Robert Hill talks about Have Slide Will Travel


When you talk about Blues Men you have the usual criteria of technique, style and timing, and Robert Hill excels on all those levels on Have Slide Will Travel, but what makes him such a great artist, and this such a great album is the human wisdom that comes through between the notes. And this wisdom takes many shapes and colors. Robert Hill has the ability to be relevant, intelligent and sympathetic in an amazing variety of moods and emotions and this collection of songs delivers a stellar diversity of thoughts and expressions all picked and plucked with style and confidence.

Each song is it’s own creation and stands alone. Whether tearing it up on a track like Evolution Blues or slowing it down on something like Alma De Una Mujer this awarded musician is completely at peace with his creative ideas and completely at home in the recording process. Recently we wrote about Tom Principato and what we commented about him was that he had the ability to create a narrative and to perfectly fulfill the listener’s expectations as the song unfolded. Similarly, Robert Hill’s ability to tell a story with his music, and to give you the feeling of having accomplished a journey through his music is simply superb. And these journeys have such different feelings and spaces… it’s a truly brilliant musician that can inhabit so many environments and to meet the challenges of saying such different things. This album almost feels like a collection of musicians rather than just one, but Robert Hill keeps the whole ship on an even keel by quiet mastery of his captainship.

We were so interested in this artist we reached out to him to tell us a little about Have Slide Will Travel in his own words:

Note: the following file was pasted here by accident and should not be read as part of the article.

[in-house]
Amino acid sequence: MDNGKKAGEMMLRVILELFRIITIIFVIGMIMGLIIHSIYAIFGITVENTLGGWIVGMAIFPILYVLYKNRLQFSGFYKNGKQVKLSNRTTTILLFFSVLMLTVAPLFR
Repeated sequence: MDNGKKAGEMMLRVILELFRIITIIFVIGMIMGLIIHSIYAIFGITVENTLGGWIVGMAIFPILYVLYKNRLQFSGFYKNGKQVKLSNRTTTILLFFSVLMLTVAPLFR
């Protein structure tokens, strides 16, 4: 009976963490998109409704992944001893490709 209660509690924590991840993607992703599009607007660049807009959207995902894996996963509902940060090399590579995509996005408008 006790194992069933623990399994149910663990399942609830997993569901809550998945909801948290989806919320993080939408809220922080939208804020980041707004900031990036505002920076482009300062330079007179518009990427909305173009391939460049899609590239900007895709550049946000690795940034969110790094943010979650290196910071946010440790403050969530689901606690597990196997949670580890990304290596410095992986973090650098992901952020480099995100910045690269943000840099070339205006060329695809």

RUST: Robert, thanks for making such a sweet album. Is there a story behind it? How long have you had these songs awaiting the light of day?

RH: Four of the songs I had cut the basic tracks for live-in-the-studio as far back as 5 or more years ago. They languished on the shelf for a long time, until I signed a deal with a production house to do several slide tracks. I had a deadline, so this lit a fire under me to finish these, and write some new material. I would write and record a new one, and then immediately start on something new in a different direction. Most of the songs were written and recorded in about a 9 month period. Being under the gun is a good thing for me.

RUST: The diversity of what we hear is tremendous. Did you always intend to move through so many moods in this group of songs or did ideas emerge as you recorded?

RH: I wanted to touch on most of the genres that I like, but I also made a conscious effort to break some new ground. To me, that was the best part – pushing myself to write and perform something that I’ve never done before, and not just keep repeating myself. My first two cds were fairly diverse, as well. I’ve always liked bands that were diverse and musically deep.

RUST: No man is an Island, though Robin Williams would comment that some men are peninsulas, who are some of the other musicians at work here?